7 alternatives to popcorn reading

Fortunately, there are other, much more effective alternatives to popcorn reading that can be easily implemented in any classroom environment. These techniques differ fundamentally from the rigid, restrictive nature of popcorn reading. The methods in this list empower students with the necessary breathing room to make mistakes and explore the richness of the English language. After all, if learning stops rewarding children with enriching opportunities, then what’s the point?

1. Peer-assisted learning strategies (PALS)

Perhaps the simplest and most rewarding of popcorn reading alternatives, the PALS method utilizes teamwork between pairs of students assigned to help and guide each other. These partners usually consist of a more experienced reader who tutors another struggling student. They improve each other’s reading accuracy, fluency, and comprehension. It’s also a good way of forging lasting friendships.

2. Choral reading

One of the main disadvantages of popcorn and round-robin reading is putting a student on the spot. Being forced to perform in front of others can be very stressful to some children, and that added anxiety will only become detrimental to a student’s capacity to learn. Having the entire class read an assigned text in unison makes this stage fright virtually non-existent. A 2011 study found that 16 minutes of choral reading per week improves comprehension and fluency among adolescent students.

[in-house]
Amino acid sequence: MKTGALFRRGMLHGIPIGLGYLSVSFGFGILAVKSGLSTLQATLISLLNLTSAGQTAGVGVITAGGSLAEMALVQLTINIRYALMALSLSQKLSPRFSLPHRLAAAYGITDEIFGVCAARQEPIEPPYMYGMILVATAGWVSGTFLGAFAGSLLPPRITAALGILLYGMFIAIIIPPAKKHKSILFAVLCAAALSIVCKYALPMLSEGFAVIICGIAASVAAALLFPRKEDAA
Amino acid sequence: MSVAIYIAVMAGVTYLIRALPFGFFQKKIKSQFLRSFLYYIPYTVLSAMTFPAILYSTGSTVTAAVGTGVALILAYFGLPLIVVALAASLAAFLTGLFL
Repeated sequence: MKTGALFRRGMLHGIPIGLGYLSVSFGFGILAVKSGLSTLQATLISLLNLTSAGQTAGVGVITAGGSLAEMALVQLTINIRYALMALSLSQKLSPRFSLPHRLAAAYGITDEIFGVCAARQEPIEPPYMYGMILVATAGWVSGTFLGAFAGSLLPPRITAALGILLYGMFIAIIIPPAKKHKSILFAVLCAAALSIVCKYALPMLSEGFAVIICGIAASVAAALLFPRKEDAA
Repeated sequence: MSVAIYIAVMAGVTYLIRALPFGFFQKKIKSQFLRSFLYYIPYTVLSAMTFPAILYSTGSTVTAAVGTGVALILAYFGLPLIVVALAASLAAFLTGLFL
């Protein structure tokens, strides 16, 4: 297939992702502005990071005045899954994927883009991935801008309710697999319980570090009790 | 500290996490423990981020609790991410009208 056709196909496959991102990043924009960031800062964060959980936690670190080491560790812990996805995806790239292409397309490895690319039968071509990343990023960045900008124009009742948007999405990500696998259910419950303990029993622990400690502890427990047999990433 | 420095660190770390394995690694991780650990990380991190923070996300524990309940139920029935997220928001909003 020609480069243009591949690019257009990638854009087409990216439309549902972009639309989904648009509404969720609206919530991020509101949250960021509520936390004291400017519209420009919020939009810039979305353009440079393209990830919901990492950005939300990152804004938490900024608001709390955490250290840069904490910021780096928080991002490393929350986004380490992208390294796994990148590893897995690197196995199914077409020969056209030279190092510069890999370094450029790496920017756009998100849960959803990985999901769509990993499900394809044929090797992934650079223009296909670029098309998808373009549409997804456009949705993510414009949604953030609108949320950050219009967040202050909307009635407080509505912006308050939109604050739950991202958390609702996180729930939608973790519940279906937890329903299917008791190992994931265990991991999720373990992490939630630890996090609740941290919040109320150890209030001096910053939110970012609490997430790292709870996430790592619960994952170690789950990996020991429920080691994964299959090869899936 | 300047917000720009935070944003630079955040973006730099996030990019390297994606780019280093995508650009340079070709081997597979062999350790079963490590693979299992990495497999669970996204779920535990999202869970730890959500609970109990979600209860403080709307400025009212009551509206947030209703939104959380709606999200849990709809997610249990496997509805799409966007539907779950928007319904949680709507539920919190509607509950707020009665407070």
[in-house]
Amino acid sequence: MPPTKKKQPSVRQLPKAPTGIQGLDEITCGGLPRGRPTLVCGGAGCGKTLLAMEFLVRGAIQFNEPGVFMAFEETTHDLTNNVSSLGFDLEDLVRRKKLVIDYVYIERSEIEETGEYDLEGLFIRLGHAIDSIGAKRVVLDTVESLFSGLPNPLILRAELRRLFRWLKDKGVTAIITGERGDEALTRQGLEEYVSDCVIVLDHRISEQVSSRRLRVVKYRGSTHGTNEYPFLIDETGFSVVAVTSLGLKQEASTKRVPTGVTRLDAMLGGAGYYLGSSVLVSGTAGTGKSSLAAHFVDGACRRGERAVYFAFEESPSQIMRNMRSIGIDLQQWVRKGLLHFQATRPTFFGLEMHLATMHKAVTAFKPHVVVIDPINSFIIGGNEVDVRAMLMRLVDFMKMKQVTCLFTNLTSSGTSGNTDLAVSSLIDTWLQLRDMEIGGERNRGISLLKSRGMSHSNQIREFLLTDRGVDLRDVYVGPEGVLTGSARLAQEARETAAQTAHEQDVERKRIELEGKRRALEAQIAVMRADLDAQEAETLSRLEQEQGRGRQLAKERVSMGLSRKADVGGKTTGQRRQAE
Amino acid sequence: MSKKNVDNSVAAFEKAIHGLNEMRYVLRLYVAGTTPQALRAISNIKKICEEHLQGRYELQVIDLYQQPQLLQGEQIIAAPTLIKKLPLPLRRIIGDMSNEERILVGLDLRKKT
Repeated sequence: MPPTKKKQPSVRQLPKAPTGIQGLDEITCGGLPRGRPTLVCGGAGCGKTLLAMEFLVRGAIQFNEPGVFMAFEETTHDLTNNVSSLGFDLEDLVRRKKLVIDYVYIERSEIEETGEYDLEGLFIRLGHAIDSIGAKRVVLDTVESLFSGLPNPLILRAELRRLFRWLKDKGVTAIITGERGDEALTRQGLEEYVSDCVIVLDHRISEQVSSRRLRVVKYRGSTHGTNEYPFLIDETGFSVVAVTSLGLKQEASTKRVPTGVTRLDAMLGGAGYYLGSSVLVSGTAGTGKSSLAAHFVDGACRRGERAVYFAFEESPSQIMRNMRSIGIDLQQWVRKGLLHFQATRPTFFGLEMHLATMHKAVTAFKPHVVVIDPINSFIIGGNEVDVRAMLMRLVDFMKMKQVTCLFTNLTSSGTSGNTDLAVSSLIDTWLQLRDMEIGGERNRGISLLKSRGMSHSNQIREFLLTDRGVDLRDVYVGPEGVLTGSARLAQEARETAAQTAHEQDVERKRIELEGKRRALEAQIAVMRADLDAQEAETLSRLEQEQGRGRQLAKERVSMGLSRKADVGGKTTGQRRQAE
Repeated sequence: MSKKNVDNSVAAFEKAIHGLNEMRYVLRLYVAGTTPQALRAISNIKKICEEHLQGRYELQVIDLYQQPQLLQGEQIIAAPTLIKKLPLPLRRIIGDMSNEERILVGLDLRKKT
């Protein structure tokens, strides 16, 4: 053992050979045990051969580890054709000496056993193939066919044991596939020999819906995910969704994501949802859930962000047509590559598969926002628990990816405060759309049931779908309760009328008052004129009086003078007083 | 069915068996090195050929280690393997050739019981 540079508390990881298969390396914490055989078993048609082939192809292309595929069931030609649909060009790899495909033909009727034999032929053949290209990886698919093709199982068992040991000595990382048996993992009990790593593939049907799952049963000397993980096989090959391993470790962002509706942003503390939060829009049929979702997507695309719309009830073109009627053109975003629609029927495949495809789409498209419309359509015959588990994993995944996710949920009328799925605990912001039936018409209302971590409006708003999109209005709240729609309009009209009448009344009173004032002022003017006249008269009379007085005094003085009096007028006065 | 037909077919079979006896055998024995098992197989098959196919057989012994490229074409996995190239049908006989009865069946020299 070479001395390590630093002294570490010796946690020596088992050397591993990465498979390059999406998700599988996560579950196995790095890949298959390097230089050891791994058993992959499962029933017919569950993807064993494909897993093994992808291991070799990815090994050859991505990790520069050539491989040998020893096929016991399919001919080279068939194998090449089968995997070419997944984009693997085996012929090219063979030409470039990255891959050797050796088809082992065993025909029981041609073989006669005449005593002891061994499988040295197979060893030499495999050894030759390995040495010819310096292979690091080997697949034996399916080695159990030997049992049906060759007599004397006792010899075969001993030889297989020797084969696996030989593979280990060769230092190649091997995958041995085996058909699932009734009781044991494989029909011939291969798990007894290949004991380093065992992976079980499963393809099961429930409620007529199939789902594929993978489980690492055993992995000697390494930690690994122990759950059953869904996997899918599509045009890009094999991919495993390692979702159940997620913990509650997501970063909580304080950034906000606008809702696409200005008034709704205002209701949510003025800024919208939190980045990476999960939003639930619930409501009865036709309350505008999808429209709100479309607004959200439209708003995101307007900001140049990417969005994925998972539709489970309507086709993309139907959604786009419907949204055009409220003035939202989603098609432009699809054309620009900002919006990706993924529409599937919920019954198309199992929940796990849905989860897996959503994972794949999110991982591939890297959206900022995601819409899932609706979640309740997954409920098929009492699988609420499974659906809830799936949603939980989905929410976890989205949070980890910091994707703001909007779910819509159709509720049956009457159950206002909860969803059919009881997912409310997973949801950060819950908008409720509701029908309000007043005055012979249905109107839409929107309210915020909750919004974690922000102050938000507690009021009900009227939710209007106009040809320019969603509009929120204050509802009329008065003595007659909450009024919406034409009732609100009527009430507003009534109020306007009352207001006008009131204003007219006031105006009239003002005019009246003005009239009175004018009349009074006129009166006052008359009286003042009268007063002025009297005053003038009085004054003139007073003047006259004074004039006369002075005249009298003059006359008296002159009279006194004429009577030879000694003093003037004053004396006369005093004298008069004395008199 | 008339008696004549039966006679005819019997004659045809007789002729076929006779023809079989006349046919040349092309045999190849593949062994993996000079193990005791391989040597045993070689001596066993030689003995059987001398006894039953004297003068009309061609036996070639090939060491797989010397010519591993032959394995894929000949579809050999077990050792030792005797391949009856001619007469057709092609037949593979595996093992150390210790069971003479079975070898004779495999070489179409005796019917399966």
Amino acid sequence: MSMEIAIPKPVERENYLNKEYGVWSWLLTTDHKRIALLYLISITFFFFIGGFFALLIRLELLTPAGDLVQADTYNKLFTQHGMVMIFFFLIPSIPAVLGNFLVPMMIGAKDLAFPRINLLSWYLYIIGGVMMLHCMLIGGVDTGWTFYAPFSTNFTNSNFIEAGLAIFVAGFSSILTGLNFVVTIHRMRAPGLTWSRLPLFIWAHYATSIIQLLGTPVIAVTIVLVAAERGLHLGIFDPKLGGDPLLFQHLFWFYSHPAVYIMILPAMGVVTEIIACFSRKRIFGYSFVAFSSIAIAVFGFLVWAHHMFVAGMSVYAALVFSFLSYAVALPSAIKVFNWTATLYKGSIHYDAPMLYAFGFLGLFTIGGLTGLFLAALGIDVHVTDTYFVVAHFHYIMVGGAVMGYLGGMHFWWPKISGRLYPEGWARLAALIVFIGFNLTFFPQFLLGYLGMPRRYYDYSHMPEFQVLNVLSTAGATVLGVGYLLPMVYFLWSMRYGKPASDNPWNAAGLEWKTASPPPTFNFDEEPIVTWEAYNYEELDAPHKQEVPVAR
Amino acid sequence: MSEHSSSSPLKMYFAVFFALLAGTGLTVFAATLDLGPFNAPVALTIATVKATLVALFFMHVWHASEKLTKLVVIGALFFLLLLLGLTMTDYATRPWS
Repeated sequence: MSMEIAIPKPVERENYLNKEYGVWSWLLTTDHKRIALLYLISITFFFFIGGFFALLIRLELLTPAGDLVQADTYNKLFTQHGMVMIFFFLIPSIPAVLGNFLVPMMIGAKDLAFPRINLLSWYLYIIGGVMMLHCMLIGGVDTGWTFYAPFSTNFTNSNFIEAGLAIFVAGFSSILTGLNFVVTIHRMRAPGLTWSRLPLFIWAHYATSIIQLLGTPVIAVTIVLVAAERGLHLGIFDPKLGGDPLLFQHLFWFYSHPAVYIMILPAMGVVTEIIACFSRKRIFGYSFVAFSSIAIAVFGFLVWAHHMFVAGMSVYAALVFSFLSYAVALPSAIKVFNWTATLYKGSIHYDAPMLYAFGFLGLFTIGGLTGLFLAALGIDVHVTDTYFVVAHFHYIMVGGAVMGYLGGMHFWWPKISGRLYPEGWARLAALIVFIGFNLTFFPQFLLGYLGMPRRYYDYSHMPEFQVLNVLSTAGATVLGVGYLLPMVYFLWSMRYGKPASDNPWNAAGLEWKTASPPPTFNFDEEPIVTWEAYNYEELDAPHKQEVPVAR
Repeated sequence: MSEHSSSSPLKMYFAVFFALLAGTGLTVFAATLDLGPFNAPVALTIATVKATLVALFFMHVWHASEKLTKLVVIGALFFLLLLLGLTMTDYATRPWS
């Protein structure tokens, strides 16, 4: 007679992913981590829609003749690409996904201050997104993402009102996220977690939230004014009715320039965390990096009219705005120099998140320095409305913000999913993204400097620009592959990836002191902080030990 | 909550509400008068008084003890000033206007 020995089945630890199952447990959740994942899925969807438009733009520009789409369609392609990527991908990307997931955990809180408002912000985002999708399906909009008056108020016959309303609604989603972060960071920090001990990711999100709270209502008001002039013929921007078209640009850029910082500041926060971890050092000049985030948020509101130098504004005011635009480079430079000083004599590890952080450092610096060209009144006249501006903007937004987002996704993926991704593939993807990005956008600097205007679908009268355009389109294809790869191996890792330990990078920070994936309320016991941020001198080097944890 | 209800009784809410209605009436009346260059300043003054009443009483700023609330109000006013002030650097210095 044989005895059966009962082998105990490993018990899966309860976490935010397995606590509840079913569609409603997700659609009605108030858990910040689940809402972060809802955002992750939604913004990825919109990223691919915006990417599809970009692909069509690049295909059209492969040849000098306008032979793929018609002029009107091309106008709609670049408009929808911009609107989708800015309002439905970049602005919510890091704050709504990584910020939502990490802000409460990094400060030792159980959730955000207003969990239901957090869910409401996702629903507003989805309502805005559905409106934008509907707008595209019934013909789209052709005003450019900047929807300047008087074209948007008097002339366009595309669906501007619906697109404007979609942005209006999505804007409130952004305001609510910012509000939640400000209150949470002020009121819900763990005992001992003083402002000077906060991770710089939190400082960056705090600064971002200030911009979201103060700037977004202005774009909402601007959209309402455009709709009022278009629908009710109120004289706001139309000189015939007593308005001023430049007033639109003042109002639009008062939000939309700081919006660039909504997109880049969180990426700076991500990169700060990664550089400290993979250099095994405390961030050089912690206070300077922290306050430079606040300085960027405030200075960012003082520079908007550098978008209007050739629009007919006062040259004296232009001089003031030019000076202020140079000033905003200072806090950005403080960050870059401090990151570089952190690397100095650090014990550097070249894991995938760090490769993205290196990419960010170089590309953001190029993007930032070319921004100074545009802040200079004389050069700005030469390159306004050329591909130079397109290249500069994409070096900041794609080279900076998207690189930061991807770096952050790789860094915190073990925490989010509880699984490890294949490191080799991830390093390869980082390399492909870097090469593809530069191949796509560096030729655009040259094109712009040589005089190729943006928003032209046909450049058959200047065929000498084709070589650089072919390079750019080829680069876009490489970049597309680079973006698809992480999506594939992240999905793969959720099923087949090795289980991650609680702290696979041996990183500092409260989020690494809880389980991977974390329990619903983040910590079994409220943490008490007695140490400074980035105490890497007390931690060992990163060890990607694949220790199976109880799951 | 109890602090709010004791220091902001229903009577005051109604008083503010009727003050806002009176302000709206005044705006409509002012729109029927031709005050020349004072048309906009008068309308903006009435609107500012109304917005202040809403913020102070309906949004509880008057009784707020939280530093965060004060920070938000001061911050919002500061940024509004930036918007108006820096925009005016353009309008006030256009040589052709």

3. Silent reading

Sometimes, the best solution is the simplest one. According to research by Jamie Quinn of Rowan University, sustained silent reading programs coupled with self-monitoring strategies enhance eloquence and comprehension among reluctant readers.

4. Echo reading

This time, the teacher takes charge by reading gradually, pronouncing the words with the correct inflection so that the students can follow along. During the session, the teacher should pause occasionally to ask questions that test the class’s reading comprehension skills.

5. Model reading